Nanaimo Curling Club to save $2,480 a year on lighting costs
With a tight budget, curling club delivers on energy efficiencies that will pay off
Success in curling depends on good strategy and teamwork, strengths that the management and board of directors at Nanaimo Curling Club applied to energy-efficiency upgrades at the club.
Nanaimo Curling Club is a community-minded, non-profit organization that relies on membership dues, some grants, and event proceeds for most of their funding. The club strives to maintain low operational costs in order to keep the dues affordable and ensure curling is accessible to more people.
"We also want to shrink our carbon footprint," says Denise Wood, the club's manager. And energy efficiency is a winning strategy to achieve all those goals.
Low-maintenance induction lighting: whiter, brighter — and quieter
This past summer, the club took out the old metal halide lighting above the rink and replaced it with low-maintenance induction lighting that uses one-third the energy.
The old lights wore out quickly and were costly to replace. "We would try to change all the lights in the off-season, but bulbs would burn out, often right before we were hosting an event," says Wood. "We'd have to build scaffolding on the ice to get up and change them."
When they decided to upgrade their lighting, one of the club's members, an electrician, researched the best lighting options for the rink. "We have a low-emission ceiling over the rink with holes that were cut to fit our lighting," says Wood. "We didn't want to have to get a new ceiling as well."
They decided to go with induction lighting because it works with the existing ceiling, and the lights will last 15-20 years without requiring maintenance.
BC Hydro estimates these 52 fixtures will save between 2,000 and 3,000 kWh of energy per month, adding up to a financial savings of about $2,480 annually. In addition, the upgrade qualified for both BC Hydro's Product Incentive Program and an additional 10% top-up incentive through the LiveSmart small business program, totaling $6,864 in incentives.
Wood says the club has been getting a lot of positive feedback about the lighting. "The quality of the light from the new fixtures is whiter and brighter, which is better for curling," she says. "And it's quiet. The old lights used to hum, which was annoying. Now it's dead quiet out there."
Lobby, lounge and exit sign lighting upgraded
The lighting upgrade was just the most recent step in the Nanaimo Curling Club's ongoing efficiency upgrades.
Over the past four years, they have been gradually upgrading the lights in their lobby, changing older T12 fluorescent ballasts for efficient T8s whenever one needed replacing. They've also replaced all the lighting in the upstairs lounge with T8s, and all their exits signs have been upgraded to LED models.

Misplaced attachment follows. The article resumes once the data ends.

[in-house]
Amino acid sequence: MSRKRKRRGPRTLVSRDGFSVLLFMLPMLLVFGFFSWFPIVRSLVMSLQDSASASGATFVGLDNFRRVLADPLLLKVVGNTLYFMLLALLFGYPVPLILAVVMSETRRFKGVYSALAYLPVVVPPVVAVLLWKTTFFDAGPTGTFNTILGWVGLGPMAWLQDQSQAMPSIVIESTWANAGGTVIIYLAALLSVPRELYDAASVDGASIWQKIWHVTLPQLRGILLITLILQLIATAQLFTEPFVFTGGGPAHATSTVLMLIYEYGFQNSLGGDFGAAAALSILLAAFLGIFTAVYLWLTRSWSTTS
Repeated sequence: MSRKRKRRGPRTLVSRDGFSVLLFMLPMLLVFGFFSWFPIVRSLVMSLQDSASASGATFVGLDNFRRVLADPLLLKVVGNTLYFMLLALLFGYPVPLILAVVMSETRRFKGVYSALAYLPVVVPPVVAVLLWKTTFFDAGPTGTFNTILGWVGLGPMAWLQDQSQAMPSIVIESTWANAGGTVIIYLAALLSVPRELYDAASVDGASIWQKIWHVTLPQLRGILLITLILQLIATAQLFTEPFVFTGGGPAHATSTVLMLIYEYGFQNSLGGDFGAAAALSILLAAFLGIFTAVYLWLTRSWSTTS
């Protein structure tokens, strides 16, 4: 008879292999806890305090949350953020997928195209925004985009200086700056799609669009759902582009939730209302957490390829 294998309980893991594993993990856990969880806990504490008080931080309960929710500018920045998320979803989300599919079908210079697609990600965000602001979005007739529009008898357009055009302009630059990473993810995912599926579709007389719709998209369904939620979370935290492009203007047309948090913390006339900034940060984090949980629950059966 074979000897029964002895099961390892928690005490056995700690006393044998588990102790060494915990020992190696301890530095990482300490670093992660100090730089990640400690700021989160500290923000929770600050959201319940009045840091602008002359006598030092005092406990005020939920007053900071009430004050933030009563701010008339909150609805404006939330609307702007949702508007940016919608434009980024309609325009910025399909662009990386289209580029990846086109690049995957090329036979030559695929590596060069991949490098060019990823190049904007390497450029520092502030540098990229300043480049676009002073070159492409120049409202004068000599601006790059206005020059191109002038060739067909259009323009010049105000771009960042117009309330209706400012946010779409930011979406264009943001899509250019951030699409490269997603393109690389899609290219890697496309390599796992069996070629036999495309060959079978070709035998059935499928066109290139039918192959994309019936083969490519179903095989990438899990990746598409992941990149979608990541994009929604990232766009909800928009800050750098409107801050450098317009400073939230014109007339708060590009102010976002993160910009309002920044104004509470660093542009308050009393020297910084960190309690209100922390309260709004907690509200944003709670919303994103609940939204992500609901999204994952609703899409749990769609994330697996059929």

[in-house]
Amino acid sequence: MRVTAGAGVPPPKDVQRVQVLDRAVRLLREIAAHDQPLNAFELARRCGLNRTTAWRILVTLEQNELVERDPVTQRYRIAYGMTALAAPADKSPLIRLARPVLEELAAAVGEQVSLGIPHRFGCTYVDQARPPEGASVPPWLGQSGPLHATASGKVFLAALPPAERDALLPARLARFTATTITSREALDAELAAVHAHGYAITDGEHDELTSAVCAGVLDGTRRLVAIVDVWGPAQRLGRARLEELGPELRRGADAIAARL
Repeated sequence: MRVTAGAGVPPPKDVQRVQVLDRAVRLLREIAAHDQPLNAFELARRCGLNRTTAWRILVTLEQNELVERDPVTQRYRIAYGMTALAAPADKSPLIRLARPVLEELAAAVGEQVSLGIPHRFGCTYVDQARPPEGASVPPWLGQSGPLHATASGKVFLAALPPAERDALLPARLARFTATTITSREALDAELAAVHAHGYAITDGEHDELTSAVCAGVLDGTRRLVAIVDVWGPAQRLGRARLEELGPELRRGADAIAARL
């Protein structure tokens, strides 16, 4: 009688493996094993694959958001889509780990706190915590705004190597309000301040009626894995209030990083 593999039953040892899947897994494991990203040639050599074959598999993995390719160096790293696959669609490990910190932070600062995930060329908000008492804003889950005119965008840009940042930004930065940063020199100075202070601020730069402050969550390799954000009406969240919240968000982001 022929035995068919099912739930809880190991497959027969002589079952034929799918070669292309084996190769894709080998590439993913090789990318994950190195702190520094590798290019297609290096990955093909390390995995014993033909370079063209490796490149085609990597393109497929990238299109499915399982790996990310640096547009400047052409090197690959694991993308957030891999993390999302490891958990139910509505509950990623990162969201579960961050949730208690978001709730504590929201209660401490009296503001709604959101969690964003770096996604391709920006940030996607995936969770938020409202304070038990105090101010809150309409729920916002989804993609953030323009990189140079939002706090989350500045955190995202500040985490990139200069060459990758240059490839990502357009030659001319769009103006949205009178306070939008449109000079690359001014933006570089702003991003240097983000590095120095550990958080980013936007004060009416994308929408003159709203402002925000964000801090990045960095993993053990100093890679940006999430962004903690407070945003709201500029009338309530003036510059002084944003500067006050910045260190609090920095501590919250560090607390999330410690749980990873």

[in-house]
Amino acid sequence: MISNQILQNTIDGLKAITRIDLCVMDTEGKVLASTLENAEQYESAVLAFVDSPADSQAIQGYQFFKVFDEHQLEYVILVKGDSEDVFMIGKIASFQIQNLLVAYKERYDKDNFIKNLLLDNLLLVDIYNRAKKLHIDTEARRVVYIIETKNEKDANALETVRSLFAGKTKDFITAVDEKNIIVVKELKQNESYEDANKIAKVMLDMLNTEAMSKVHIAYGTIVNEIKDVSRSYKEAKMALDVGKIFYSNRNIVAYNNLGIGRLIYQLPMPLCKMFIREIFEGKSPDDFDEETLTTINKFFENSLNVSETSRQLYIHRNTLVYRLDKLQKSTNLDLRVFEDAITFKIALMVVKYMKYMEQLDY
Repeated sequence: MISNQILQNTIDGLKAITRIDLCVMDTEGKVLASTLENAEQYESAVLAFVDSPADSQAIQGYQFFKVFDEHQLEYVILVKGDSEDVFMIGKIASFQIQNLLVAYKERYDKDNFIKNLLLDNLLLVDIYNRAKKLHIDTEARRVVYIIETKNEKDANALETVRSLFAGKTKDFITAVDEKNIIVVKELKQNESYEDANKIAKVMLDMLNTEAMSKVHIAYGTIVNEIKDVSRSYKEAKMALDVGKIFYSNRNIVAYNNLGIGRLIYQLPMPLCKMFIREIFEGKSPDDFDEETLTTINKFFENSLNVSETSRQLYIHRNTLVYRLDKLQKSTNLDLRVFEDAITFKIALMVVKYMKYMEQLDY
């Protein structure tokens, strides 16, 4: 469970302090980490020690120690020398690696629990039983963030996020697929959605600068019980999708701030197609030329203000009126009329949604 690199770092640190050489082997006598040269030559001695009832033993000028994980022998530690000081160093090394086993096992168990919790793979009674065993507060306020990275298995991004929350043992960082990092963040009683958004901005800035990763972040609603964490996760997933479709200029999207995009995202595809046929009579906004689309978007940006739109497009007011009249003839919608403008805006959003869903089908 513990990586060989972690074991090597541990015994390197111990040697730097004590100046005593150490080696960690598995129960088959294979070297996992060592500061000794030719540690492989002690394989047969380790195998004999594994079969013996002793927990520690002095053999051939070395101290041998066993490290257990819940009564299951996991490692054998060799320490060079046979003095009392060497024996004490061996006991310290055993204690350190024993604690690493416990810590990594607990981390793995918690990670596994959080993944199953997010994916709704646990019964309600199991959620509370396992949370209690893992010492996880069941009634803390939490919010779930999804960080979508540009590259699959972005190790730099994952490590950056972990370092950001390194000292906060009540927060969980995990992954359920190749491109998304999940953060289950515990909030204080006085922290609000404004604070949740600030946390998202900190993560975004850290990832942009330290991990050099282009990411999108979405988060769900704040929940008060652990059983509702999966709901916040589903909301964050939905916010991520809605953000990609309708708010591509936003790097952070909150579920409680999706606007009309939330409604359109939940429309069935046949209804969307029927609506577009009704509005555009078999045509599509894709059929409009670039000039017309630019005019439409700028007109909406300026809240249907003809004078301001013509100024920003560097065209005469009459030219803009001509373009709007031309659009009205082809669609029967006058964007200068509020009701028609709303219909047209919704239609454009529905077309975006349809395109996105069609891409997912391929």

"The exits signs didn't cost us anything," says Woods. "With the incentive, we got back what we paid."
More efficiencies: dehumidifier, chiller and brine pump
The club also upgraded the sensor on their dehumidifier to make it more efficient, put in a new chiller for the ice, and, in 2011, they installed a variable speed brine pump.
Woods says, "The pump cost $7,100 and the incentive was $5,200, so that was very sweet. And it makes the plant run more efficiently, the compressors aren't running as often, which saves energy."
Next steps: double pane windows and more
The curling club isn't finished yet. They still have plenty more upgrades they'd like to make.
"We have a roof that needs replacing and we'd like to install double-pane glass in the upstairs viewing area," says Wood. "It keeps the cold side cold and the warm side warm. We've done the lower level already."
And, down the road, the club would like to do heat recapture from their compressors and use that to heat the lobby and hall.
Teamwork is the secret to success
For other businesses looking to upgrade their energy efficiency, Wood offers some advice: "Use all your resources. We have 850 members from all walks of life curling here weekly — doctors and lawyers and janitors and electricians. We mingle and get to know each other and network, and we certainly draw on them for our planning," she says.
As well, the 12-member board of directors knows how to transfer their on-ice teamwork to off-ice decision-making.
"The board is a very diverse group," says Woods. "And somebody always knows somebody that knows something about something."